A farmer in Maharashtra's Akola district has come up with an unique concept — a goat ban — to boost the agriculture industry and ensure better profit among the farming community
The bank was launched in July 2019 by 52-year-old Naresh Deshmukh, who has now opened up about the functioning of this 'extraordinary bank'.
Speaking to India Today, the graduate from Punjab Rao Krishi Vidyapeeth talked about what made him ideate this loan scheme programme. During his regular visits to Akola district's Sangavi Mohadi village, Deshmukh had noticed how women from the economically weaker sections of the society engaged well in goat rearing. With that they could also afford small pieces of land, provide education to their children and even host marriages with a decent budget.
This gave Deshmukh the idea of bringing this entire business under a more organised sector and hence, he decided to launch this scheme.
Each person availing the loan, has to pay a registration fee of Rs 1200. According to the terms of the loan, after borrowing one goat, the person has to return four lambs within a time period of 40 months.
As per the report, Deshmukh has made an investment of Rs 40 lakh from his savings and bought 340 full-grown goats. Subsequently, 340 goat breeding families were registered and all of them were distributed among the fellow farmers.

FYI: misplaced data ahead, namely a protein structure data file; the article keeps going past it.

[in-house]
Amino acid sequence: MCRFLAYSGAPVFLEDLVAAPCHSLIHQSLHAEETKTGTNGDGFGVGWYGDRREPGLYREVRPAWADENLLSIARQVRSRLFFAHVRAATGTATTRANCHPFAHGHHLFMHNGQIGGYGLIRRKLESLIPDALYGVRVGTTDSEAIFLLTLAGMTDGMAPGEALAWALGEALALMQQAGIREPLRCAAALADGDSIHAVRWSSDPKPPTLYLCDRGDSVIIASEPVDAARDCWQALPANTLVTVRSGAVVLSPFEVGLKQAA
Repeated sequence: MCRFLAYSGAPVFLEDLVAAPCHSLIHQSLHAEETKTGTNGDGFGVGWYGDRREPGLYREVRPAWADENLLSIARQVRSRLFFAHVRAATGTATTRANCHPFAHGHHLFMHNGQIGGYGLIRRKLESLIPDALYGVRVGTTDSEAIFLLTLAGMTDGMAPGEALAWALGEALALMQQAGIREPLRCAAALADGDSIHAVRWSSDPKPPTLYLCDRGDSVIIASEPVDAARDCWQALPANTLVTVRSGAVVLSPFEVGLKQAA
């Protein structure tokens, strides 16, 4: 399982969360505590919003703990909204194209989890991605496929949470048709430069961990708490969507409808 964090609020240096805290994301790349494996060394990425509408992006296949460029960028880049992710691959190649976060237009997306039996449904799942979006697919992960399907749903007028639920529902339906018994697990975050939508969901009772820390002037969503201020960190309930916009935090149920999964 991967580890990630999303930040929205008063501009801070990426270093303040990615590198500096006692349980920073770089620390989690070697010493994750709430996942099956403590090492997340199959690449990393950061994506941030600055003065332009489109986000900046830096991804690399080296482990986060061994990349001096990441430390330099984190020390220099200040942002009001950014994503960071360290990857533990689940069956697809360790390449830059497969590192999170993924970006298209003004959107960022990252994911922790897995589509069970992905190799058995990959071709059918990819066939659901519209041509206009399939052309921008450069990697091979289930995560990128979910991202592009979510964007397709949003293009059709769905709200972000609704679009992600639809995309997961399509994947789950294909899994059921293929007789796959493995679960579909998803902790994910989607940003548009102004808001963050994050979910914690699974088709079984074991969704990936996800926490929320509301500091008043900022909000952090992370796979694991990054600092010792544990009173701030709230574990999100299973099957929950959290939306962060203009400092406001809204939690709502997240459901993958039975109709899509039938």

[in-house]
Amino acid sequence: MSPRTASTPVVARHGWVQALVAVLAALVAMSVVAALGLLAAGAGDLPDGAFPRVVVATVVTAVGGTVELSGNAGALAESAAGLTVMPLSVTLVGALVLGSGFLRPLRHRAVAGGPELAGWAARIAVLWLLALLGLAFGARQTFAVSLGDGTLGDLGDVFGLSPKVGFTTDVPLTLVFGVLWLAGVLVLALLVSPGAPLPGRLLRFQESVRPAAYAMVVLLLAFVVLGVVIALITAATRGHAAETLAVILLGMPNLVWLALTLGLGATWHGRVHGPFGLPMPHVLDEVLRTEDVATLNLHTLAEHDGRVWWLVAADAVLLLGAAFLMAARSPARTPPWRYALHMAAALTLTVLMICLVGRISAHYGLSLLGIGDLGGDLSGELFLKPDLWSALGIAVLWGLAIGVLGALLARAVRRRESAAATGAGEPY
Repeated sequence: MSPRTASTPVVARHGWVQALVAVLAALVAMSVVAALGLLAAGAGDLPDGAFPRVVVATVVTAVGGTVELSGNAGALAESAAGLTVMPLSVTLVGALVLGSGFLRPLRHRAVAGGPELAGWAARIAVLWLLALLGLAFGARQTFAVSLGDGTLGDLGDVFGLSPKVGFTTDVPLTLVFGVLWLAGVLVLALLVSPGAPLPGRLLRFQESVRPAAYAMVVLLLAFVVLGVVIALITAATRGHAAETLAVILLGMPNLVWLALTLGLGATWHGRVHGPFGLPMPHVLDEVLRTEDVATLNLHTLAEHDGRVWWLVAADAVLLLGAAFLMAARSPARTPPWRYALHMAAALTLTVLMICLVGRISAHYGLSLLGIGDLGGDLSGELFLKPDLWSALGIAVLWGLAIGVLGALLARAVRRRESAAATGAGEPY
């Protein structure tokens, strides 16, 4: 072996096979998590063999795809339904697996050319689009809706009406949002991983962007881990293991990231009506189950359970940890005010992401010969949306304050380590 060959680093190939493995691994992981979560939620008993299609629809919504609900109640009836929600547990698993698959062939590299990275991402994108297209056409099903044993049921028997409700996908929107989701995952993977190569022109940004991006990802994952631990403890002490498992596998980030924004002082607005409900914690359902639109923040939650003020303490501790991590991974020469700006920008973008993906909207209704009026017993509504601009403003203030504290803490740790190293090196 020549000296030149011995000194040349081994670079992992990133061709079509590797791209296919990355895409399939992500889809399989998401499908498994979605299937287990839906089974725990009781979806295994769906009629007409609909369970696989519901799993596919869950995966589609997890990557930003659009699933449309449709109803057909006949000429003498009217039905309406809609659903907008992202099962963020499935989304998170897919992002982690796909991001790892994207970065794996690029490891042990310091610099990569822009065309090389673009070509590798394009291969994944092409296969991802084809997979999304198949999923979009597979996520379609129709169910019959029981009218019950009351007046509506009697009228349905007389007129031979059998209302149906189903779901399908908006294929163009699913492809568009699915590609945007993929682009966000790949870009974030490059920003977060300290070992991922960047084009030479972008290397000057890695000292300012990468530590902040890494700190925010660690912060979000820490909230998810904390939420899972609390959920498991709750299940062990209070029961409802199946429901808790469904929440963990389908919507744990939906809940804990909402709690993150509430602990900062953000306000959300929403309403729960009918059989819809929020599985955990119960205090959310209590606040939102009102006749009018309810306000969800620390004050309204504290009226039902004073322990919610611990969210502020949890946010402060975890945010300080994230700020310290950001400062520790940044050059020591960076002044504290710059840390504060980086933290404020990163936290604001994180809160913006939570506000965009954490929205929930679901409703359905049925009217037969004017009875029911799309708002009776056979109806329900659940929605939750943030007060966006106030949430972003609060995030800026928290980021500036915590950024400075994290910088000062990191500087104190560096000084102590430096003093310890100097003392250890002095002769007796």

He has estimated that each woman can make upto Rs 2.5 lacs of profit under this scheme.
Bringing in goats to boost business has been up in the trend lately.
In another similar development, a farmer from the United Kingdom decided to rent out her goats for online Zoom meetings to earn some extra bucks during the pandemic. She had put this idea as a joke on her website but the response to it was unexpected. As later reported, she received 200 emails from those who got curious after reading about the innovative concept.
As the idea materialised, the owner of the Cronkshaw Fold Farm in Rossendale, Lancashire, has so far earned £50,000 (Rs 49,80,919) from this business.
The goats at her farm join Zoom meetings and surprise the participants, just to lighten up the day. Those willing to hire the goats can pay a charge of £5. Staff members of the farm join the video call via the link shared by the meeting organisers and that’s how the goat appears in the scheduled meetings.
Dot used the money earned through this business idea to not only keep her farm running and staff employed during the pandemic, but also was able to introduce some improvements in her farm.